(d) In addition to other statistics, the county boards of education, in consultation with the State Office of Child Nutrition, shall determine the number of children in each school who are participating in each meal offered by the school; the number of children who are not eating each meal offered by the school; and the total daily attendance.

    (e) The State Office of Child Nutrition shall report to the Joint Committee on Government and Finance, the Select Committee on Children and Poverty and the Legislative Oversight Commission on Education Accountability on or before December 31, 2015, and each year thereafter, on the impacts of the Feed to Achieve Act and any recommendations for legislation.

    (f) County boards of education may utilize the nonprofit funds or foundations established in section four of this article or other available funds to offset the costs of providing free meals to elementary students.

    (g) If at any time federal financial appropriations to this state for school nutrition programs are terminated, county boards of education are hereby authorized, but not required, to continue the programs at their own expense.

    (h) Classroom teachers may not be required to participate in the operation of the school breakfast program as part of their regular duties.

§18-5D-4. Creating public-private partnerships; creating nonprofit foundation or fund; audit.

    (a) The Department of Education and each county board of education shall promptly establish a nonprofit foundation or fund to provide supplemental or matching funds to increase participation in the nutrition programs in the Feed to Achieve initiative set forth in subsection (c) of this section. The Department of Education shall utilize its foundation or fund to assist county boards of education in counties whose foundation or fund lacks sufficient business, industry and individual contributors to fund the Feed to Achieve nutrition programs.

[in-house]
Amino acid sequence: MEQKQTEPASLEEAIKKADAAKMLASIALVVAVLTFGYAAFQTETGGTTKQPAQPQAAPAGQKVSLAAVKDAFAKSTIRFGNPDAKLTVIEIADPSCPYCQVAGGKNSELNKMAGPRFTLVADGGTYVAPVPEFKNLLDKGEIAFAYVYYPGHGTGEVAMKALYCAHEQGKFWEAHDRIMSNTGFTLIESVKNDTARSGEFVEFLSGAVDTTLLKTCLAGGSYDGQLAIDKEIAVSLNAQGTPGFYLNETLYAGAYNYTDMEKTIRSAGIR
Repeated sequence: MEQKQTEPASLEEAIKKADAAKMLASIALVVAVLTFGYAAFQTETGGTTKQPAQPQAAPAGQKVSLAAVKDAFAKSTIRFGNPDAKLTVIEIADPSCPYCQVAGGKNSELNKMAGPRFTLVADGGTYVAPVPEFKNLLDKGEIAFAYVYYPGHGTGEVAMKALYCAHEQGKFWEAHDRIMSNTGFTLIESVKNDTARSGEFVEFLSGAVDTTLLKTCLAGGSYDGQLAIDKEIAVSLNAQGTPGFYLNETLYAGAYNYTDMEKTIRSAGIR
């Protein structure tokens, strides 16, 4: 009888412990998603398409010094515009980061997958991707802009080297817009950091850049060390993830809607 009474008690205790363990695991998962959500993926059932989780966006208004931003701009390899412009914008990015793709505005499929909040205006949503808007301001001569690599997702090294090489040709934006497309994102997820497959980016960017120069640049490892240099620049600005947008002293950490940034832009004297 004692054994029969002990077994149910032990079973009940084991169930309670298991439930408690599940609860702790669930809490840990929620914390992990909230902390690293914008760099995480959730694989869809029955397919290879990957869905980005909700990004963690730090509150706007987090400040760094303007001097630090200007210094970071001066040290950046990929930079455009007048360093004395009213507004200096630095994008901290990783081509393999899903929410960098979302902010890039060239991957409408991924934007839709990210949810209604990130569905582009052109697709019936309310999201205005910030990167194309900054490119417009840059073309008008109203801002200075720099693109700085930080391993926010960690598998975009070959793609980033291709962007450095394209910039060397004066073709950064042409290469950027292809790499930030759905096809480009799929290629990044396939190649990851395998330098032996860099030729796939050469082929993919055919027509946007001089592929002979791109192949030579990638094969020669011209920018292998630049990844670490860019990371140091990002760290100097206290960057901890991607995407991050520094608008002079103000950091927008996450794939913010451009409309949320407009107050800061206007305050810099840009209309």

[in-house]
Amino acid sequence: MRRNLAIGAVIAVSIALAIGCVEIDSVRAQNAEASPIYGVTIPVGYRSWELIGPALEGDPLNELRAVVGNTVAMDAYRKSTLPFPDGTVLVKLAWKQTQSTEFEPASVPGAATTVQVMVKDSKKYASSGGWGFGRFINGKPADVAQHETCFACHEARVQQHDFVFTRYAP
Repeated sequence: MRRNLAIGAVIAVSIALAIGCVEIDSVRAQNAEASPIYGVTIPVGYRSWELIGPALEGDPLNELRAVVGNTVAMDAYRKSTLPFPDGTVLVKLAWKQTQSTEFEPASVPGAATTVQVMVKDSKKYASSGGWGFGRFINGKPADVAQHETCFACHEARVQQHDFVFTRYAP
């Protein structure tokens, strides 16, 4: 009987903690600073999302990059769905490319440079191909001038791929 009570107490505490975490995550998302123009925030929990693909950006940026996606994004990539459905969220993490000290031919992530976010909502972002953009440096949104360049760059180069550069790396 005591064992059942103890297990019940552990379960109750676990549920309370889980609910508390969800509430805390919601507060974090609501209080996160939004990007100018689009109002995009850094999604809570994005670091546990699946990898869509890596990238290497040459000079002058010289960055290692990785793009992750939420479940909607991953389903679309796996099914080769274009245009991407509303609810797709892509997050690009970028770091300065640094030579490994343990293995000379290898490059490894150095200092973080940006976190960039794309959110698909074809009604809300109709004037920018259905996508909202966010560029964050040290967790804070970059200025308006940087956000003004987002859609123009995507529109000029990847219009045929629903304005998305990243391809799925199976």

(b) Financial support for the foundation or fund may come from either public or private gifts, grants, contributions, bequests and endowments.

    (c) Expenditures by the state or county foundations or from the funds shall be used for provision of food to students through any of the programs or initiatives approved by the Office of Child Nutrition, including the following programs: School Breakfast Program, National School Lunch Program, the Summer Food Service Program, the Fresh Fruit and Vegetable Program, the Child and Adult Care Food Program, the farm-to-school initiative and community gardens. Expenditures may also be made for initiatives developed with the Department of Health and Human Resources and public-private partnerships to provide outreach and nutritional meals when students are not in school.

    (d) No administrative expenses or personnel expenses for any of the state departments implementing this act, the State Board of Education, any county board of education, school or program may be paid by the foundation or from the fund.

    (e) Individuals or businesses that contribute to the foundation or fund may specify schools or nutrition programs for which the contribution is to be used.

    (f) The Department of Education and county boards of education may establish public-private partnerships to enhance current or advance additional nutrition programs that provide nutritious food for children to take home for weekend meals.

    (g) The Department of Education and county boards of education shall form or expand existing partnerships with the federal and state departments of agriculture, Department of Health and Human Resources, local master gardeners, county extension agents or other experts in the field of agriculture or gardening to develop community gardens, farm-to-school programs and other such programs that teach students how to grow and produce healthy food and provide healthy food to the students.

    (h) The Department of Education shall collaborate with the Department of Health and Human Resources to develop effective strategies and programs such as after-school nutrition outreach and programs that improve the healthy lifestyle of all students in prekindergarten through twelfth grade. The Department of Health and Human Resources may propose rules for promulgation in accordance with the provisions of article three, chapter twenty-nine-a of this code to effectuate any programs so developed.

    (i) All moneys contributed to a foundation or fund established pursuant to this section and all expenditures made therefrom shall be audited as part of the annual independent audit of the State Board of Education and the county boards of education.